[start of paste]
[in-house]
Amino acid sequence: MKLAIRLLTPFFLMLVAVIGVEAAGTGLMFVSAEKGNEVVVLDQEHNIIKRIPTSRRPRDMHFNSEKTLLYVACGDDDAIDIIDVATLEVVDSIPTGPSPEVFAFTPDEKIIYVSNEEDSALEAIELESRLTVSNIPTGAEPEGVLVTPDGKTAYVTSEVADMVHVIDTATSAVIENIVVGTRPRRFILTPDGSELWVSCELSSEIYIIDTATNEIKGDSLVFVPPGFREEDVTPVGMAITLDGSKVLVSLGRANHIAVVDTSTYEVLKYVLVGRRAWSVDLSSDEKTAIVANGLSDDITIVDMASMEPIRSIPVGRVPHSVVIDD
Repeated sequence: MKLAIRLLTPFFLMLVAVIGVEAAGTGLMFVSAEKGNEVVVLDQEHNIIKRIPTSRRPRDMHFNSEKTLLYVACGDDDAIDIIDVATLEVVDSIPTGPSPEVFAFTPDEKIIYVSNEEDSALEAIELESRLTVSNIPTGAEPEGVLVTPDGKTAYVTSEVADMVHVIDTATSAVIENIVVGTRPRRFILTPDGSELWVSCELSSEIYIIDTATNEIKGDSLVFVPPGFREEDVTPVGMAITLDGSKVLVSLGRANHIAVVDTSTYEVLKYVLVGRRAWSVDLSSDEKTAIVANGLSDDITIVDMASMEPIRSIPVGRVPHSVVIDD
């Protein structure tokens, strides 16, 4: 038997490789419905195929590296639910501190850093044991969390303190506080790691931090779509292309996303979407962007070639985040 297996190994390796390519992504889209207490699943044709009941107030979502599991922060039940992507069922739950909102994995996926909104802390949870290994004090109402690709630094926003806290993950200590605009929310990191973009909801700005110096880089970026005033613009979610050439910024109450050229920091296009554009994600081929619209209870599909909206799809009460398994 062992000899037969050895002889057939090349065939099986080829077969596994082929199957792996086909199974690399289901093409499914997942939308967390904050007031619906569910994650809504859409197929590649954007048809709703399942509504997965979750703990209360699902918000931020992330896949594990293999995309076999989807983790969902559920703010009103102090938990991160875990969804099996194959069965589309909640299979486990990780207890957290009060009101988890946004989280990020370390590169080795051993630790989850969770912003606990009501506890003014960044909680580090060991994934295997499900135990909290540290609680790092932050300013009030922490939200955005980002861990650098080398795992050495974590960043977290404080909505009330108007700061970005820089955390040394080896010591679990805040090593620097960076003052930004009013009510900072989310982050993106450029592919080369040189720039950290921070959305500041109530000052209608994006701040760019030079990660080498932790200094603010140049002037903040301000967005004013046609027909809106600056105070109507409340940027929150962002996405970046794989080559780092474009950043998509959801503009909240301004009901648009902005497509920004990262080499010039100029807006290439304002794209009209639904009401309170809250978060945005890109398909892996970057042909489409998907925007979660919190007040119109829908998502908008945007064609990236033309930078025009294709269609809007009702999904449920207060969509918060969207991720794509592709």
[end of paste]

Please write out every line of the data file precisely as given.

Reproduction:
[in-house]
Amino acid sequence: MKLAIRLLTPFFLMLVAVIGVEAAGTGLMFVSAEKGNEVVVLDQEHNIIKRIPTSRRPRDMHFNSEKTLLYVACGDDDAIDIIDVATLEVVDSIPTGPSPEVFAFTPDEKIIYVSNEEDSALEAIELESRLTVSNIPTGAEPEGVLVTPDGKTAYVTSEVADMVHVIDTATSAVIENIVVGTRPRRFILTPDGSELWVSCELSSEIYIIDTATNEIKGDSLVFVPPGFREEDVTPVGMAITLDGSKVLVSLGRANHIAVVDTSTYEVLKYVLVGRRAWSVDLSSDEKTAIVANGLSDDITIVDMASMEPIRSIPVGRVPHSVVIDD
Repeated sequence: MKLAIRLLTPFFLMLVAVIGVEAAGTGLMFVSAEKGNEVVVLDQEHNIIKRIPTSRRPRDMHFNSEKTLLYVACGDDDAIDIIDVATLEVVDSIPTGPSPEVFAFTPDEKIIYVSNEEDSALEAIELESRLTVSNIPTGAEPEGVLVTPDGKTAYVTSEVADMVHVIDTATSAVIENIVVGTRPRRFILTPDGSELWVSCELSSEIYIIDTATNEIKGDSLVFVPPGFREEDVTPVGMAITLDGSKVLVSLGRANHIAVVDTSTYEVLKYVLVGRRAWSVDLSSDEKTAIVANGLSDDITIVDMASMEPIRSIPVGRVPHSVVIDD
């Protein structure tokens, strides 16, 4: 038997490789419905195929590296639910501190850093044991969390303190506080790691931090779509292309996303979407962007070639985040 297996190994390796390519992504889209207490699943044709009941107030979502599991922060039940992507069922739950909102994995996926909104802390949870290994004090109402690709630094926003806290993950200590605009929310990191973009909801700005110096880089970026005033613009979610050439910024109450050229920091296009554009994600081929619209209870599909909206799809009460398994 062992000899037969050895002889057939090349065939099986080829077969596994082929199957792996086909199974690399289901093409499914997942939308967390904050007031619906569910994650809504859409197929590649954007048809709703399942509504997965979750703990209360699902918000931020992330896949594990293999995309076999989807983790969902559920703010009103102090938990991160875990969804099996194959069965589309909640299979486990990780207890957290009060009101988890946004989280990020370390590169080795051993630790989850969770912003606990009501506890003014960044909680580090060991994934295997499900135990909290540290609680790092932050300013009030922490939200955005980002861990650098080398795992050495974590960043977290404080909505009330108007700061970005820089955390040394080896010591679990805040090593620097960076003052930004009013009510900072989310982050993106450029592919080369040189720039950290921070959305500041109530000052209608994006701040760019030079990660080498932790200094603010140049002037903040301000967005004013046609027909809106600056105070109507409340940027929150962002996405970046794989080559780092474009950043998509959801503009909240301004009901648009902005497509920004990262080499010039100029807006290439304002794209009209639904009401309170809250978060945005890109398909892996970057042909489409998907925007979660919190007040119109829908998502908008945007064609990236033309930078025009294709269609809007009702999904449920207060969509918060969207991720794509592709």